Accessibility

Very important these days, accessibility is largely about the design approach of everything from software to instructional manuals. When you receive a booklet for a purchased product and find that it contains setup details in numerous languages, that’s the result of accessibility being a priority. In the digital realm, it pushes companies to create layouts that visually-impaired people can clearly parse, and support screen readers designed for blind users.

Churn

Churn is a word that sparks fear in the hearts of small business owners everywhere. It refers to the rate at which customers are lost, requiring you to source new customers to maintain your level of business.

Given that it’s typically markedly more expensive to win over a new customer than it is to keep an existing one (plus long-term customers tend to spend more and be more enthusiastic), keeping the churn rate down is a vital priority — particularly for SaaS companies.

Evangelist

Every business needs backers and not just of the financial kind. An evangelist is someone happy to sing the praises of a particular startup to anyone who’ll listen: they’re incredibly excited about what it brings to the table, and want to get everyone they meet involved.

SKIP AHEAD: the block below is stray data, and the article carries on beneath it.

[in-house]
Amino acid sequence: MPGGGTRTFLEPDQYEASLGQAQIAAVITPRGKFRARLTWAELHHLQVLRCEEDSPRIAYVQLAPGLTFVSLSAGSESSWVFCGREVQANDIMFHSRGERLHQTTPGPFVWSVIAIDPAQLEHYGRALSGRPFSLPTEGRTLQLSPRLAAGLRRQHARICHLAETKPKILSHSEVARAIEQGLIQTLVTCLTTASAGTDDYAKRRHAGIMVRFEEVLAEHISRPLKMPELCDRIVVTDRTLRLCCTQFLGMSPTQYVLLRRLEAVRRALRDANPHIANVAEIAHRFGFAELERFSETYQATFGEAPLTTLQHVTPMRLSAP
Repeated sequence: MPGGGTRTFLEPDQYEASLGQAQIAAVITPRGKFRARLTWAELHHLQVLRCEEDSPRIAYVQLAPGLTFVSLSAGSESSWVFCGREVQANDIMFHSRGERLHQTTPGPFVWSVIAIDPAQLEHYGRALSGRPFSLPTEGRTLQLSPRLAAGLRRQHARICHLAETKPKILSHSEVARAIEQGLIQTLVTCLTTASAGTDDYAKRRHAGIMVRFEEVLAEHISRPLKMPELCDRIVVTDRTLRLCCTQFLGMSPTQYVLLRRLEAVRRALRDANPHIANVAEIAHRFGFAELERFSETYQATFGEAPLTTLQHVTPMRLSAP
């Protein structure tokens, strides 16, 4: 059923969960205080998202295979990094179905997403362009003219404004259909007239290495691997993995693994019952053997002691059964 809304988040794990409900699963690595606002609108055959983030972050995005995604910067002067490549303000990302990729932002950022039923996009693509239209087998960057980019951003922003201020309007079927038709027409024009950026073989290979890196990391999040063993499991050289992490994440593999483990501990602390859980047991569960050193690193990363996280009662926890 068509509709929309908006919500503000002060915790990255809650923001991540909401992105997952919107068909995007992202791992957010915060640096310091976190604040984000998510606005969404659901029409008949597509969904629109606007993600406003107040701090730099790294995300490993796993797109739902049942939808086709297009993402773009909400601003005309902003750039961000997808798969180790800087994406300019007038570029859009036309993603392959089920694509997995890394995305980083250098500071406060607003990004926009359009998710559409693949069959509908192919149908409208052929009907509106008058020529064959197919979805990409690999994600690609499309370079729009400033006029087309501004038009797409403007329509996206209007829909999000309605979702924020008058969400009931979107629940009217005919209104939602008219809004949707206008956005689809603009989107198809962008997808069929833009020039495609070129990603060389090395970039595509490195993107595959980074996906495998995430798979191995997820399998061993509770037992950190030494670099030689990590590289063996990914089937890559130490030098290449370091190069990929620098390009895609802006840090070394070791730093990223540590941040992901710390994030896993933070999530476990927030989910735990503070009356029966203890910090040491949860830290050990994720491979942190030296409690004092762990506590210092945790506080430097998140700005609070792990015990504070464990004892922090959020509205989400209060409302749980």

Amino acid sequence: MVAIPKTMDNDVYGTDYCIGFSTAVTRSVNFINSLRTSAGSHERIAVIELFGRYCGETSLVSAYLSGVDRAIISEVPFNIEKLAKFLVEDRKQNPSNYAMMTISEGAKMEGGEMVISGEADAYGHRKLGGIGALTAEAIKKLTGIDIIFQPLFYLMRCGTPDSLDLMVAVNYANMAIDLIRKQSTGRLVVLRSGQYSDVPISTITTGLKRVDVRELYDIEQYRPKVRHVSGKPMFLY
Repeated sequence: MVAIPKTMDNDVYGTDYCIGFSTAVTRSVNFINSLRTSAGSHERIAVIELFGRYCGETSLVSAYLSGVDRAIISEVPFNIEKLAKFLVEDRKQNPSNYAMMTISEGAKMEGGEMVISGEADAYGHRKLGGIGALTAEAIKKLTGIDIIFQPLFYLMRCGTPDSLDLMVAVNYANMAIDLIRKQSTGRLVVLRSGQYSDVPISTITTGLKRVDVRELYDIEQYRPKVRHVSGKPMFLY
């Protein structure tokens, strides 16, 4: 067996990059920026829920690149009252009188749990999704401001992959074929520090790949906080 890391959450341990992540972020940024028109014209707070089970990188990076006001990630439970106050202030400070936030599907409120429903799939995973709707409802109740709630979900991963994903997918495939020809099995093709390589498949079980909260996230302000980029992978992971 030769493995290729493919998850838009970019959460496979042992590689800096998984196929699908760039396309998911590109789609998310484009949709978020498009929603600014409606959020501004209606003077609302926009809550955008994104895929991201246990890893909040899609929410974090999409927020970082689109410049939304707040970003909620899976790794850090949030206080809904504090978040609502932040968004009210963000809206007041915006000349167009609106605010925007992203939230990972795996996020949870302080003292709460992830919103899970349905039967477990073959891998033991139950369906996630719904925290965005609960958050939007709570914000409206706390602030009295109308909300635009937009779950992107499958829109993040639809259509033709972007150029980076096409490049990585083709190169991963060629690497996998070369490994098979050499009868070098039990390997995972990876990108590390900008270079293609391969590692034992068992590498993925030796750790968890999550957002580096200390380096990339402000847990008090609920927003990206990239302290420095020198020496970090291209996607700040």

Sometimes an evangelist is an investor in a startup, but sometimes they’re simply a customer so happy with the results that they want to play a part in the company’s growth.

MVP

In the context of business, MVP stands for a minimum viable product, and it’s a term that the average startup owner needs to understand well. Here’s why: a startup (even in good shape) won’t have a remarkable budget, and will be pressed for time, meaning that it can’t realistically overdeliver on its targets.

Instead, it must determine the necessary components of its intended product or service. Additional features can be added later, but for the company to endure, it needs to have something tangible to offer. That’s the MVP.

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Alexandra Kayleigh

A writer and small business owner, Kayleigh is an expert in all things content, freelance, marketing, and commercial strategy.